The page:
Google will pay $5 billion. Spyed on incognito users

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Google has agreed to settle a 2020 class action lawsuit seeking $5 billion for Chrome users. The lawsuit claims that Google tracks user activity in “incognito” privacy mode.

Google on Thursday agreed to settle a $5 billion privacy class action lawsuit alleging it spied on people using Chrome’s “incognito” mode to track their Internet usage.

Lawsuit against Google

The lawsuit filed in 2020 claimed that Google misled users into believing that it would not track their online activity while in incognito mode. The lawsuit argued that Google’s advertising technologies and third-party sites using Google Analytics or Google Ad Manager continue to catalog detailed information about users’ visits and activities on the site despite their use of supposedly “private” browsing, sending that information back to Google servers.

The plaintiffs also alleged that Google’s actions provided an “incomprehensible source of information” about users who believed they had taken steps to protect their privacy by using an “incognito” browser.

A federal judge must still approve the settlement. Terms were not disclosed, but $5 billion was originally sought on behalf of users; Plaintiffs’ lawyers said they expect to present a final settlement to the court by February 24.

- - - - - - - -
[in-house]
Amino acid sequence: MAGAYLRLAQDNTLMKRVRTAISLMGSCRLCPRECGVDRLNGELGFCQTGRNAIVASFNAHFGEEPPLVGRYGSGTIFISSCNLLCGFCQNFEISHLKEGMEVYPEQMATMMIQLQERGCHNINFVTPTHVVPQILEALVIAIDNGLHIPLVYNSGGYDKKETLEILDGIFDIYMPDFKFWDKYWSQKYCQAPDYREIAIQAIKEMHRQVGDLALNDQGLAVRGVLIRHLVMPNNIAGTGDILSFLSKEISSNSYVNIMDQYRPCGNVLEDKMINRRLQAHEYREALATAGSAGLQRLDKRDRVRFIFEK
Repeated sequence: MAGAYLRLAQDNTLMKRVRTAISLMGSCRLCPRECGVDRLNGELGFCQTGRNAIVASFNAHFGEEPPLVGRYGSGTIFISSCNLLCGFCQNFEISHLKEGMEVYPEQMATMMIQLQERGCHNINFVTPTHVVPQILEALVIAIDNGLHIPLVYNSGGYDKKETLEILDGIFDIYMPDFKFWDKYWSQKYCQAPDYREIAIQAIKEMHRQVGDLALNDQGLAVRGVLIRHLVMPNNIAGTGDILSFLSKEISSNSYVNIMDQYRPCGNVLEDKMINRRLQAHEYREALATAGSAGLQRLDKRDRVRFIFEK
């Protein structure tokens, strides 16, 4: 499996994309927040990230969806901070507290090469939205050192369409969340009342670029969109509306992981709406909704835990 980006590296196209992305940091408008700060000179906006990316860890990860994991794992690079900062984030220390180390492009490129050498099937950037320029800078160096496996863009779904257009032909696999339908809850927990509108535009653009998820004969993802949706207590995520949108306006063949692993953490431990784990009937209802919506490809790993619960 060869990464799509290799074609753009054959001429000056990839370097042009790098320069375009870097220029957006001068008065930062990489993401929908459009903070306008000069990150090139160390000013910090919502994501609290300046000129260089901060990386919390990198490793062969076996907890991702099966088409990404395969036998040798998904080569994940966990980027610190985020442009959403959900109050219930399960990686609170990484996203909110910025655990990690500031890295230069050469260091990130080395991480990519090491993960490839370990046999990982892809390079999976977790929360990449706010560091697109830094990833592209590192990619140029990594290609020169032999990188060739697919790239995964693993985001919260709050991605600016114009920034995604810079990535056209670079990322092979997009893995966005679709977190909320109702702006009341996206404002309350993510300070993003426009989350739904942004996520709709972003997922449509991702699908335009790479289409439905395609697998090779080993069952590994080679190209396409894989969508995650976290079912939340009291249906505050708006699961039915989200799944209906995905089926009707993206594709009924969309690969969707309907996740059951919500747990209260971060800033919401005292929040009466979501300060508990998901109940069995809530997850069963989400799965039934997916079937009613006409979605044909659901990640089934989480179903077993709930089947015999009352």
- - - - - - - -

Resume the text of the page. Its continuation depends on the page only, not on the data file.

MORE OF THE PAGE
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Within a few years of the lawsuit, Google announced its shift away from precision-targeted advertising and said it would no longer track specific users as they browse the web. The company also announced plans to eliminate third-party cookies, which many websites use to store user data, from its Chrome browser by 2022.

Despite its initial promise, The Verge reported that Google still hasn’t completely eliminated third-party cookies. However, the company claims that it will disable this technology by the second half of 2024.

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